Eurodata TV Worldwide’s Frédéric Vaulpré and Avril Blondelot presented the agency’s One Television Year in the World report at MipTV earlier this week, a generally positive take on the state of broadcast TV thanks to new broadcasting methods and dynamic creations.
In a study of 94 countries, Eurodata estimated that average daily TV viewing time in 2018 was down only one minute from the previous year, although that number varied significantly from territory to territory – in the U.S. it decreased nine minutes, whereas in parts of Asia the number grew.
According to Eurodata Worldwide vice president Vaulpré, “If we put this into perspective by looking at how these figures change over the long term, in the most recent years, viewing times around the world are down slightly, but are still at a comparable level to the early 2000s. The American continent and Europe have broadly exceeded the global average since the beginning of the 1990s. Over the last 25 years, daily viewing time has been stable in North America and has even increased in South America and in Europe. TV is in good health and is also benefitting from new consumer practices.”
The report provided a detailed, data-oriented look into the trends that shaped the TV landscape in 2018, while predicting those which will dictate viewing trends over the rest of 2019.
Internet and catch-up viewing continued to increase over the last year, and broadcasters have adapted to accommodate for that. In 2018, 8.3% of tracked TV viewing time was done via catch-up. Similarly, internet viewing continues to grow, leading to broadcasters making more content available online.
The standout new viewing feature of 2018 was pre-broadcasting, where a program is made available ahead of its live TV broadcast by the broadcaster, typically via its own platform. In the U.K. pre-broadcast viewing already accounts for 21% of the final audience for programs which offer the option.
Speaking with Variety, Eurodata head of content insight Avril Blondelot explained that of the 32 highest-rated show-launches in 2018, 24 were for scripted series, “Which is interesting because when we look at what has been launched across all our databases, scripted content only makes up 41% of it.”
Around 500 platforms are included in the data collection, including free-to-air TV, pay TV, SVOD platforms and online services.
One key factor in this year’s data, according to Blondelot, was that comedies are taking a bigger piece of the pie. In 2016 only one comedy cracked the top 32 releases, last year two, and this year five have made the leap.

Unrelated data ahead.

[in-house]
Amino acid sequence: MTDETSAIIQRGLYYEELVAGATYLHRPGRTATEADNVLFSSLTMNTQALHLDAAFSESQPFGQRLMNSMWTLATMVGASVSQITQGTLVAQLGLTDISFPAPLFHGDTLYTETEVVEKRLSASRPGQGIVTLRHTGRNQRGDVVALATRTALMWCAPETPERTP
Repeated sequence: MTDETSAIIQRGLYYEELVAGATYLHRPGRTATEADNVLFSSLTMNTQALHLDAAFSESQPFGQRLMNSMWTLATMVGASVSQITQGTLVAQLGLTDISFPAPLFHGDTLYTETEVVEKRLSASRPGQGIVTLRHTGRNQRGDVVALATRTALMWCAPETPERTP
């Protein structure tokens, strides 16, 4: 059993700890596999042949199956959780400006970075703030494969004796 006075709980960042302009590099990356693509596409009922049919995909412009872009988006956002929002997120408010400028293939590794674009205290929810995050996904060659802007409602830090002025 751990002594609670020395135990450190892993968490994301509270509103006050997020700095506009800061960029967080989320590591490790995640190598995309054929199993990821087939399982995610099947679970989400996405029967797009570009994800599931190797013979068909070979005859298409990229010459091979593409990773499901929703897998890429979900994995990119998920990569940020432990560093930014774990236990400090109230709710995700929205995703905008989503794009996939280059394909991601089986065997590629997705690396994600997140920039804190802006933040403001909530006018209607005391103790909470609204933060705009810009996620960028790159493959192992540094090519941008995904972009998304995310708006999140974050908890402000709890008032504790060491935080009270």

“What’s interesting is that it’s not only local comedies. ‘Roseanne’ was the top launch in English-speaking Canada and ‘Young Sheldon’ did the same in Australia,” she explained.
So what should the industry be paying attention to for the rest of 2019? According to Eurodata TV, a few trends stand out.
Programming meant to provoke contradictory emotions, particularly those revolving around medical operations, have done well so far. NK1 in Norway’s “113” and “Operation Live” on U.K.’s Channel 5 and Australia’s Seven stand out as two such examples.
In fiction, political programing is doing well. “Project Blue Book” in the U.S. follows the CIA in the 1950s and has been a hit for History Channel. In the U.K., Studio Canal distributed and much-anticipated “Years & Years,” which world premiered at Canneseries, is a near-future drama about a family caught up in the politics of a world facing economic uncertainty.
2019 also looks to see international series and formats continue to do well outside of their home territories. Recently the South Korean music talent show “The Masked Singer” format was recently adapted in the U.S.
The report’s final conclusion is that co-productions are likely to become more and more popular in an increasingly globalized world. The Chile-Finland co-production “Invisible Heroes,” world premiered at MIPTV, about the involvement of a Finnish diplomat in saving thousands of refugees from Pinochet’s bloody coup, will launch April 21 on YLE with other Nordic broadcasters and Chilevision premieres scheduled for later in the year.
“Audiences are as much driven by their instincts as their interest in specific topics that are currently in the public domain – they are also forever curious and hungry for new ideas or new ways to access familiar spaces,” summarized Paul Youngbluth, director of Tape Consultancy, which co-hosted the MipTV presenation. “TV has but one challenge – to keep up with them!”